Operation Tanzania Phase 2 is to equip the private clinic – an investment that will bring live-changing treatment and operations year after year after year. In fact, the private clinic will create a revenue stream big enough to fund free treatments for almost 10,000 children each and every year.
Update 9: 08-24-2017
For closed captions, click on CC on bottom right of video. 5:11 minute video.
Update 1: 10-26-2016
Update 2: 12-21-2016
Update 3: 01-13-2017
Update 4: 01-16-2017
Update 5: 02-03-2017
Update 6: 03-10-2017
Update 7: 05-18-2017
Update 8: 06-23-2017
Our Plan for the Future
Our long-term partner CCBRT provides medical care to people struggling with poverty and disability in Tanzania, but their budget is stretched thin. It’s a growing problem that requires a bold solution.
We are building a profit-generating private clinic that will serve the growing middle and upper class in Tanzania that will fund critical, ongoing care for children living in extreme poverty.
This tried-and-tested medical care model creates its own revenue to provide free medical care to children who need it most, but can least afford it. Join us today in making this vision a reality and changing lives for generations to come.
Our plan for the future
Step #1: Build a private medical clinic
Step #2: Equip the private clinic
Step #3: Identify more kids who need help but can’t afford it
Step #4: Use clinic profits to provide free medical care for these kids
We are building a profit-generating private medical clinic that will serve the growing middle and upper class in Tanzania, and that will fund critical, ongoing care for children living in extreme poverty.
Here’s how it works:
Construct a state-of-the art, private clinic for Tanzanians and others who can afford premier medical care.
We’ve started building a profit-generating medical clinic that will have the capacity to handle 70,000 outpatient treatments per year. An active staff of 80 passionate professionals and a facility that includes operating theaters, a diagnostic centre, physiotherapy department, imaging centre, consultation office, pharmacy, optical shop and more will ensure Tanzanians have access to one of Africa’s premier clinics.
Equip the private clinic.
Purchase medical equipment (eg: x-ray machines) to do life changing diagnosis, operations and treatment year after year.
Identify an increased number of children who need immediate treatment but can’t afford it.
Our trained staff is already travelling from community to community, finding children in rural and remote areas in desperate need of treatment, increasing awareness about preventable and curable disabilities and changing attitudes toward people with life-long disabilities. Without steady and increased funding, we can’t reach all those waiting and in need of life-changing care.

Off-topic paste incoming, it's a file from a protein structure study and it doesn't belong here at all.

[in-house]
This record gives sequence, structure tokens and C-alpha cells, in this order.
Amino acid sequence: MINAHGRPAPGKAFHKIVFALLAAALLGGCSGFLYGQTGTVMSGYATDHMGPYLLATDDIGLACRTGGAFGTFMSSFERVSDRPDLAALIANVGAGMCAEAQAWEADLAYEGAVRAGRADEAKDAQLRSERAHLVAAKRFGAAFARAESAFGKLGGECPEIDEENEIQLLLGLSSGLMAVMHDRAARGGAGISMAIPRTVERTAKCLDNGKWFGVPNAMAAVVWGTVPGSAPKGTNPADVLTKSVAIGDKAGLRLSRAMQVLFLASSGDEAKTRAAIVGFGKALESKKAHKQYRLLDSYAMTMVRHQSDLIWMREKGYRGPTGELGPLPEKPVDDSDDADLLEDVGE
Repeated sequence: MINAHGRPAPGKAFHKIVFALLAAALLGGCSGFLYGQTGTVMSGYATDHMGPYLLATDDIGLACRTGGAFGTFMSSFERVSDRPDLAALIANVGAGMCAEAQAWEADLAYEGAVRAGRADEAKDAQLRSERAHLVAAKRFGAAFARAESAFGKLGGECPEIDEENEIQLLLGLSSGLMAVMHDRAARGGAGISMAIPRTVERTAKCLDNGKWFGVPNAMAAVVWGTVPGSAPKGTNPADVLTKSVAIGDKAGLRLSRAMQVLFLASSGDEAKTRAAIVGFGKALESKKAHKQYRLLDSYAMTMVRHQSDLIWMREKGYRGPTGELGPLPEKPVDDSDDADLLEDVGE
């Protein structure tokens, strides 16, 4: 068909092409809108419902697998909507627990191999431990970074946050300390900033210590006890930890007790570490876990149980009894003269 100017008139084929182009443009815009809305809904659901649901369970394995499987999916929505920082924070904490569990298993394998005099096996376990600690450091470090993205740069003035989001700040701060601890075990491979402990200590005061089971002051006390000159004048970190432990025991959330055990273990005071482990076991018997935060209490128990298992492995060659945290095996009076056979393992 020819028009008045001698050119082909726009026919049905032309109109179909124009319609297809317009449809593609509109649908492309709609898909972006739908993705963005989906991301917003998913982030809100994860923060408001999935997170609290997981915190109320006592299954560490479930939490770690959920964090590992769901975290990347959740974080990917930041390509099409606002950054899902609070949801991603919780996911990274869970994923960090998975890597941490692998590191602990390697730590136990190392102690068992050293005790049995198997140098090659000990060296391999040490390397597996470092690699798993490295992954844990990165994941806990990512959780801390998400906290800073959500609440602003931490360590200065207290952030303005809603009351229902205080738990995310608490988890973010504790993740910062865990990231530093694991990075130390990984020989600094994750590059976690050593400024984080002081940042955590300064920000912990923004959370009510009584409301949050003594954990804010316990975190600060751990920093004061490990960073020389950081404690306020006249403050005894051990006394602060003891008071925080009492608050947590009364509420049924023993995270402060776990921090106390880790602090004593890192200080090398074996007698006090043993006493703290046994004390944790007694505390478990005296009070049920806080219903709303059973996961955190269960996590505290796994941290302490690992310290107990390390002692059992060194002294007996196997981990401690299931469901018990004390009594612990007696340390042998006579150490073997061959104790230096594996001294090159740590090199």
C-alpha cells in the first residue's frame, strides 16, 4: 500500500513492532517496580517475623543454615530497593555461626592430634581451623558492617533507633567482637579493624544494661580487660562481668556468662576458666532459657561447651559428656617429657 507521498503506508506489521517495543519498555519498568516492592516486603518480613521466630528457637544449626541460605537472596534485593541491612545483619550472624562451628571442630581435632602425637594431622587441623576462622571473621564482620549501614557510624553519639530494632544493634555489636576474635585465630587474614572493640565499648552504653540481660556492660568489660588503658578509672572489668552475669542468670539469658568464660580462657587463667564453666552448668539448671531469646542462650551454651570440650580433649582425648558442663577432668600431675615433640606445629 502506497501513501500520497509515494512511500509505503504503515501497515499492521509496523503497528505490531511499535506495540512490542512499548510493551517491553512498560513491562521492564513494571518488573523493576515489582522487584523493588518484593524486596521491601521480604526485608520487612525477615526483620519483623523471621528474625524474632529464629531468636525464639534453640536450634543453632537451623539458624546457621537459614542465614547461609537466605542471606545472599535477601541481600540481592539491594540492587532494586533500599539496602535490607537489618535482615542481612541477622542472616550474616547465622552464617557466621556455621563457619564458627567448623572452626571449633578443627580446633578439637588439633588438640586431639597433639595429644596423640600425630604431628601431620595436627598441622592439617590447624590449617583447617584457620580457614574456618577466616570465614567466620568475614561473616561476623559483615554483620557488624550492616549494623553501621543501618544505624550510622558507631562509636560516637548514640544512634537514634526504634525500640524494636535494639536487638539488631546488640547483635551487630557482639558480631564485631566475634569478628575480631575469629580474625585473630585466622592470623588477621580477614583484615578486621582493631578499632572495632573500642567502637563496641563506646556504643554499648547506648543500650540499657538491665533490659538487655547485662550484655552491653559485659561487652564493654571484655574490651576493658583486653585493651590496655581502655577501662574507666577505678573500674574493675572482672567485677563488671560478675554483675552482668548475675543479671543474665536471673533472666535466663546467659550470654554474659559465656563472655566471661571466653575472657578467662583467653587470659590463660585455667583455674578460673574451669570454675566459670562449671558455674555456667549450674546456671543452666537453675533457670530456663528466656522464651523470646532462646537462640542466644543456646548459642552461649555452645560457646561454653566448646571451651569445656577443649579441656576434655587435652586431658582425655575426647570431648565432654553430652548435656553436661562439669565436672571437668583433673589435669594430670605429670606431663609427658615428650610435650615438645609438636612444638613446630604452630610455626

Use the clinic profits to provide free care for those who could not pay for it otherwise.
The profits from the private clinic will fund more surgeries, physiotherapy, occupational therapy, assistive devices and community support for children under five and families who otherwise could not afford it. The medical services offered to thousands of children each year will transform lives!
Compassionate care starts with us
Tanzania is East Africa’s largest country with a population of 51 million. Between 3.5 and 6 million of these people, many of them children, suffer from some form of disability while also struggling with the pressure of overwhelming poverty. As in every country where we work, children here are the most marginalized and overlooked.
People with disabilities often live in severe poverty due to the challenge of finishing school and earning a steady income. They also face discrimination from their communities and additional challenges accessing health services, education and training.
Tanzania by the numbers
- 51 million: the population
- 3.5-6 million: the number of persons with disabilities
- 10%: the percentage of children with disabilities in the poorest communities who go to school at all
- In the poorest communities, children with disabilities die at up to 4Xs the rate of other children
- 48%: the illiteracy rate of Tanzanians with a disability, compared to 25% among those without disabilities
- 480 million: the amount of dollars the exclusion of people with disabilities from the workplace costs Tanzania every year